Islamism and the West: A new reign of terror

SYRIA-CONFLICT
A ripped picture of Syrian President Bashar al-Assad hangs in the northern Syrian city of Raqqa following the fall of the city to the Islamic State on March 5, 2013. Raqqa is now the capital city of IS. (Photo credit MOHAMMAD AL-HUSSEIN/AFP/Getty Images)

The sight of Brussels in continual “lockdown” is a sobering glimpse of the future. The tenuous contract between freedom and equality is on a slippery slope equality’s way and we are all becoming equally enslaved. The cause of the imbalance is Islamism, the largest threat to “western” (a word that has no geographical meaning as modern Chinese and Indian people aspire to be the “West” as much as Americans and Europeans) civilisation and dealing with it will become the thorniest global issue over the coming decades if not centuries. I don’t know why we are so surprised at this as 9/11 showed in horrific live global pictures the extent Islamists are prepared to go. It is war, where we like it or not, and whether we recognise or not who the “enemy” is.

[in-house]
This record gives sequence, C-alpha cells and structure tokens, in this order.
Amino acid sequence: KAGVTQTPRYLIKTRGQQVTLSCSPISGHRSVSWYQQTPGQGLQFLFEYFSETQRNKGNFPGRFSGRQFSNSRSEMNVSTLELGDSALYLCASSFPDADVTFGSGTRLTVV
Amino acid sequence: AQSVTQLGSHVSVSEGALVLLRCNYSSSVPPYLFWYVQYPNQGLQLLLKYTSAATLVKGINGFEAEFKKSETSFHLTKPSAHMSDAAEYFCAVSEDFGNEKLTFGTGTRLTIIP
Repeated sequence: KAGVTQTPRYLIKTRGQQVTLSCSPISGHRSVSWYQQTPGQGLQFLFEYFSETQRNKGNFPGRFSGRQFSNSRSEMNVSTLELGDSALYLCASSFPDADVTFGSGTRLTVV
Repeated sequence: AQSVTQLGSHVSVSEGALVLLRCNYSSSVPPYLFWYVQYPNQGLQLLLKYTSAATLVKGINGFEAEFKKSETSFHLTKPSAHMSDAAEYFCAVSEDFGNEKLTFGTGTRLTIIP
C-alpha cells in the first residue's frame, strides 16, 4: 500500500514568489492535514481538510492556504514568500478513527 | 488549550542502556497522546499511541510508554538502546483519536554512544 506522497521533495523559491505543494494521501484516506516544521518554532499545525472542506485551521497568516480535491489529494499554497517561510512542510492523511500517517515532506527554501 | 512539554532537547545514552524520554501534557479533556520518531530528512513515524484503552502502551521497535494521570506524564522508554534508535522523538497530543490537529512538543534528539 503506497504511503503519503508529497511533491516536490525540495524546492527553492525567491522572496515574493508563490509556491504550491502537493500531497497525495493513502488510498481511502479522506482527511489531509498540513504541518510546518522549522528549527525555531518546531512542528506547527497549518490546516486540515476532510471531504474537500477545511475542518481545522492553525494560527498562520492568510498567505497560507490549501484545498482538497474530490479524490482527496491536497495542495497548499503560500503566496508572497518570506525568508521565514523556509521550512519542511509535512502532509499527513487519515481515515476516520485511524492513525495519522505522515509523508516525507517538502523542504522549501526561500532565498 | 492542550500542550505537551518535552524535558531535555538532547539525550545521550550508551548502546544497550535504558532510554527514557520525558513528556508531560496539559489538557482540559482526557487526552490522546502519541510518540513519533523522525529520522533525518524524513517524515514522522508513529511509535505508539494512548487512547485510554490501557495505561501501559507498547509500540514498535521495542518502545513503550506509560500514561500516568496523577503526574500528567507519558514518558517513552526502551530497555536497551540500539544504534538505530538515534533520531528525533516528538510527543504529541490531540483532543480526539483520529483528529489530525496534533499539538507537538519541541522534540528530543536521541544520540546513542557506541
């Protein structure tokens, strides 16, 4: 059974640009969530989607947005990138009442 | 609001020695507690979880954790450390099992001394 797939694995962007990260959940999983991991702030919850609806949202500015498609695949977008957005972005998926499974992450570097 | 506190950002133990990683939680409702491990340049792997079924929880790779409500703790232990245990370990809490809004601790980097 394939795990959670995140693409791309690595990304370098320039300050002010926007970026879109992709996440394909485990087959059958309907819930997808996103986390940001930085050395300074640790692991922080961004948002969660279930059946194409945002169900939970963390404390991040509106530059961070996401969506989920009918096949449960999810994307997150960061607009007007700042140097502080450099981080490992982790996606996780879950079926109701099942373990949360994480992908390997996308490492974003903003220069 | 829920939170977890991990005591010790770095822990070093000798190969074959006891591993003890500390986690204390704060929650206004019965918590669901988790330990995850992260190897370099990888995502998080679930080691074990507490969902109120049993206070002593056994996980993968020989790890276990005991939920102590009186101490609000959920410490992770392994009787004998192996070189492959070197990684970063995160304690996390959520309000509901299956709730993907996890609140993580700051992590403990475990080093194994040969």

It is also a problem that is not going away anytime soon, regardless of how well the West “copes” . While random easy target attacks with guns and bombs are not as as wicked an economic problem as the effects of climate change with its catastrophic results to the planet, the outcomes posited by Islamism are a more potent and direct threat to centuries of science and innovation. The notion that climate change is a fraud is easier to defeat as the weight of scientific evidence becomes insurmountable in the 21st century. But even supporting science or calling our times the heuristic “21st century” is inimical to Islamic terrorists.

Terror is an overworked word but is accurate to describe the sense of fear crucial to the work of terrorists. The notion is not exclusive to Islamists and is as old as human society. The power of ancient Rome was enforced by terrorism of its own people while the French Revolutionary Reign of Terror enshrined violence as a political right. State terrorism was a core tactic in both world wars, especially the second as en essential element of the Total War mentality leaders saw as necessary for victory.

In the late 20th century, terrorism became associated with non-state actors in asymmetric battles against the power of the state. Growing up in the political complexities of Ireland it was easy to see how one person’s freedom fighter was another person’s terrorist. But central to the strategy of all of these groups was that soft undefended targets were legitimate within the confines of their “wars”. In particular tourism and tourists became targets, both as a easy mark and also as symbols of the mass consumption that defined western society.